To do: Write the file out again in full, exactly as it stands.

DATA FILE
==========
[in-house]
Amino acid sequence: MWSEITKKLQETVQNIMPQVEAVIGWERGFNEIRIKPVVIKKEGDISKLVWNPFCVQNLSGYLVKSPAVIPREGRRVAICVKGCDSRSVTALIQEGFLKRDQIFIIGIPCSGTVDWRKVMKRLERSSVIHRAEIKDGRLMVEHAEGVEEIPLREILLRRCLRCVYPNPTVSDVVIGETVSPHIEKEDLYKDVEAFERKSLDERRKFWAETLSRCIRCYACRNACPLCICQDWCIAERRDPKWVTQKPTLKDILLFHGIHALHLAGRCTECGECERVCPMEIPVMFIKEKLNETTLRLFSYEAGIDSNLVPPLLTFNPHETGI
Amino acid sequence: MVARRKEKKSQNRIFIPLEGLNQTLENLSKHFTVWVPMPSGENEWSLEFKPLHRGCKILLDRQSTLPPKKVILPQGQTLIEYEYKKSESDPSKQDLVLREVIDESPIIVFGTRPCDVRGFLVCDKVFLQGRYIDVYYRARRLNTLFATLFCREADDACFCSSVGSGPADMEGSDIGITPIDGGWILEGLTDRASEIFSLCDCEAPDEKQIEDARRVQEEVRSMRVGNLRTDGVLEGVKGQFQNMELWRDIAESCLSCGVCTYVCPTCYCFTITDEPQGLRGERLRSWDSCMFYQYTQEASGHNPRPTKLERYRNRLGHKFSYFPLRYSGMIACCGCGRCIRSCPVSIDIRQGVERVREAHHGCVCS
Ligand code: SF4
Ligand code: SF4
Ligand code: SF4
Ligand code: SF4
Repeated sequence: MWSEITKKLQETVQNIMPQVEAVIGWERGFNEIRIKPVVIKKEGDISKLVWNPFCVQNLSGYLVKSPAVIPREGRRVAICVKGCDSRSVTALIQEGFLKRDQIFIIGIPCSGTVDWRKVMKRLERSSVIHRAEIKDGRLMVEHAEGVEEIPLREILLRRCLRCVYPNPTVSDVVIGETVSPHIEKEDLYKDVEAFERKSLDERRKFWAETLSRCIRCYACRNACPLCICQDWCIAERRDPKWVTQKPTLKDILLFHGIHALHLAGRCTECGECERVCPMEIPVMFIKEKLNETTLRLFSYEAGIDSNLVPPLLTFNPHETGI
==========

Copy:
[in-house]
Amino acid sequence: MWSEITKKLQETVQNIMPQVEAVIGWERGFNEIRIKPVVIKKEGDISKLVWNPFCVQNLSGYLVKSPAVIPREGRRVAICVKGCDSRSVTALIQEGFLKRDQIFIIGIPCSGTVDWRKVMKRLERSSVIHRAEIKDGRLMVEHAEGVEEIPLREILLRRCLRCVYPNPTVSDVVIGETVSPHIEKEDLYKDVEAFERKSLDERRKFWAETLSRCIRCYACRNACPLCICQDWCIAERRDPKWVTQKPTLKDILLFHGIHALHLAGRCTECGECERVCPMEIPVMFIKEKLNETTLRLFSYEAGIDSNLVPPLLTFNPHETGI
Amino acid sequence: MVARRKEKKSQNRIFIPLEGLNQTLENLSKHFTVWVPMPSGENEWSLEFKPLHRGCKILLDRQSTLPPKKVILPQGQTLIEYEYKKSESDPSKQDLVLREVIDESPIIVFGTRPCDVRGFLVCDKVFLQGRYIDVYYRARRLNTLFATLFCREADDACFCSSVGSGPADMEGSDIGITPIDGGWILEGLTDRASEIFSLCDCEAPDEKQIEDARRVQEEVRSMRVGNLRTDGVLEGVKGQFQNMELWRDIAESCLSCGVCTYVCPTCYCFTITDEPQGLRGERLRSWDSCMFYQYTQEASGHNPRPTKLERYRNRLGHKFSYFPLRYSGMIACCGCGRCIRSCPVSIDIRQGVERVREAHHGCVCS
Ligand code: SF4
Ligand code: SF4
Ligand code: SF4
Ligand code: SF4
Repeated sequence: MWSEITKKLQETVQNIMPQVEAVIGWERGFNEIRIKPVVIKKEGDISKLVWNPFCVQNLSGYLVKSPAVIPREGRRVAICVKGCDSRSVTALIQEGFLKRDQIFIIGIPCSGTVDWRKVMKRLERSSVIHRAEIKDGRLMVEHAEGVEEIPLREILLRRCLRCVYPNPTVSDVVIGETVSPHIEKEDLYKDVEAFERKSLDERRKFWAETLSRCIRCYACRNACPLCICQDWCIAERRDPKWVTQKPTLKDILLFHGIHALHLAGRCTECGECERVCPMEIPVMFIKEKLNETTLRLFSYEAGIDSNLVPPLLTFNPHETGI